As a teaser, here you have got the listing of the five of them, next to a couple of quick comments from my side, based on my own experience as a community facilitator, and from where I will prompt you to go and check out his blog entry to read the full description of what each trait would mean eventually:
Depth of knowledge in the subject of the community: That’s right! Very very helpful, although I don’t consider it really an essential trait to have (I was once involved with an internal community building program for nearly three years where I was not very much familiar with the subject matter of the communities, but I surely knew the people behind it!). Either way, the more familiar the community facilitator is with the subject matter that drives the community, the better! And if that community facilitator knows the organisation, business, corporate culture, etc. that supports and sponsors that community, or communities, all the better!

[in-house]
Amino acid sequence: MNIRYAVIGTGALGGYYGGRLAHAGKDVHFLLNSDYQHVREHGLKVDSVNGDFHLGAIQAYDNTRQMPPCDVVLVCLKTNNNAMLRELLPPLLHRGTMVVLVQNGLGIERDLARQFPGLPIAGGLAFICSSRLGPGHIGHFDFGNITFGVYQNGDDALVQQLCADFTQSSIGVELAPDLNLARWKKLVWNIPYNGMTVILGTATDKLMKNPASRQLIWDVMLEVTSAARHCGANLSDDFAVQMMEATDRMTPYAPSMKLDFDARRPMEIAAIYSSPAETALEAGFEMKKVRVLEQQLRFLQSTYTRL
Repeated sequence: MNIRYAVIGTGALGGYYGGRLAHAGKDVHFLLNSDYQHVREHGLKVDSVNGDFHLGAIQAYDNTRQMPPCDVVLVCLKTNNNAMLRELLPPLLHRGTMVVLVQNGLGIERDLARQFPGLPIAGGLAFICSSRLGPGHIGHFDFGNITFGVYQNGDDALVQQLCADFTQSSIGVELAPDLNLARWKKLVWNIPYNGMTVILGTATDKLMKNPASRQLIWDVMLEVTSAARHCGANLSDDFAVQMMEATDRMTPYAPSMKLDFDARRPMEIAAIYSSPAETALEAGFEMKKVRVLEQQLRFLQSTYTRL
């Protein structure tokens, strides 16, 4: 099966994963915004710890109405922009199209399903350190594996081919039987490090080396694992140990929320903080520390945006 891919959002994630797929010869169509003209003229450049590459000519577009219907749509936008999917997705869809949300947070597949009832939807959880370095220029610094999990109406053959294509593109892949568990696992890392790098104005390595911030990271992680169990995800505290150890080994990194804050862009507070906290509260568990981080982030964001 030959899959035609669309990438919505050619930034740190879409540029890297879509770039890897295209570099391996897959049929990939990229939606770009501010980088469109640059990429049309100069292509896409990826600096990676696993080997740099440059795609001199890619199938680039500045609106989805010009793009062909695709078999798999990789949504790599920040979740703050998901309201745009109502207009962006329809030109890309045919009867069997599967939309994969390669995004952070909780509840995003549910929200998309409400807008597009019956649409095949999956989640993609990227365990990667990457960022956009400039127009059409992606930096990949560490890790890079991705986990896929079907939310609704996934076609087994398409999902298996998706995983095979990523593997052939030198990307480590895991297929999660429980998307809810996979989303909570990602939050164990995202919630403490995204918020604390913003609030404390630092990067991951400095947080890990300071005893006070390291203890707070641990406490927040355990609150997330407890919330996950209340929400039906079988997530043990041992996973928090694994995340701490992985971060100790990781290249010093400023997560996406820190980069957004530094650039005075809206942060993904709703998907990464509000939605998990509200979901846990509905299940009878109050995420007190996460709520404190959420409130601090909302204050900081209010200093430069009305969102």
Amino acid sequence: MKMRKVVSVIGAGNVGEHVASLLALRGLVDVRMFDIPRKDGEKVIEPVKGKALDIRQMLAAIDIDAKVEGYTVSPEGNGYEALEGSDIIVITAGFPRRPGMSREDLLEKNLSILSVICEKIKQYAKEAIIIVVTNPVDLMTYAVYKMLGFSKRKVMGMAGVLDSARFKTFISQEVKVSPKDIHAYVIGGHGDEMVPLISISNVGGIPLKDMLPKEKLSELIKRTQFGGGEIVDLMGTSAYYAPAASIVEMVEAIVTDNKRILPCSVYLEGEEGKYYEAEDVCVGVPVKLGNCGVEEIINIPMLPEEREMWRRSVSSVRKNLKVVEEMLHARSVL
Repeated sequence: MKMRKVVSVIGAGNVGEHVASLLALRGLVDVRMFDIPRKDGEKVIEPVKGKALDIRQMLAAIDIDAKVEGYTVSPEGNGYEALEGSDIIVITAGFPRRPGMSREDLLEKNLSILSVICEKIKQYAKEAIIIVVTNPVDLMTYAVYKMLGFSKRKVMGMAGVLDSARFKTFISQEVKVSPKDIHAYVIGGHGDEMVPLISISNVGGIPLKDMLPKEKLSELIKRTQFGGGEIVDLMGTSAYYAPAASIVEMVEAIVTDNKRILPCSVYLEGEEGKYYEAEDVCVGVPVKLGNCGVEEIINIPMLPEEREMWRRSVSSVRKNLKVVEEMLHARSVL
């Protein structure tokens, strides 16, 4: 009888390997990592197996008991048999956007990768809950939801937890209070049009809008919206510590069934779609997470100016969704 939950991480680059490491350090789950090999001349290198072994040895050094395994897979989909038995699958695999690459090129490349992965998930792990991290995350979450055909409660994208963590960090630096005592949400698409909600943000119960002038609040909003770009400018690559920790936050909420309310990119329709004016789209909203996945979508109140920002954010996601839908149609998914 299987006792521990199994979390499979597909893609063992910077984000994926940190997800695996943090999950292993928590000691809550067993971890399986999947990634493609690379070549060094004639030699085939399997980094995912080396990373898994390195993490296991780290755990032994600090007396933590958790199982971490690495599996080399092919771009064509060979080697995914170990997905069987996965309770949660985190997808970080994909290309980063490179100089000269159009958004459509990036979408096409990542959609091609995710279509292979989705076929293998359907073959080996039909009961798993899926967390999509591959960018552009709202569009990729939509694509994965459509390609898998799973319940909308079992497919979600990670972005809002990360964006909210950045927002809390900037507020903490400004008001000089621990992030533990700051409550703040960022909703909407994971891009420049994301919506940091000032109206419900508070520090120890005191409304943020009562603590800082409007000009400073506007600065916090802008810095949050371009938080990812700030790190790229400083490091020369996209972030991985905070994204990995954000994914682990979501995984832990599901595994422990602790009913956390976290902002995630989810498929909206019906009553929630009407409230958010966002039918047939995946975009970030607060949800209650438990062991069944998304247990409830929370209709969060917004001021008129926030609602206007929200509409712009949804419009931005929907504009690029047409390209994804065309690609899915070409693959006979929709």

Passion about sharing knowledge: There is very little that I can probably add about this one. Have you ever seen a community facilitator that’s not passionate about the subject matter of the community? About the people belonging to the community? I am sure you haven’t, and if you have, that community is probably on its way to go rather dormant or die altogether! Passion drives everything, even community facilitators! Without it you are getting half the value!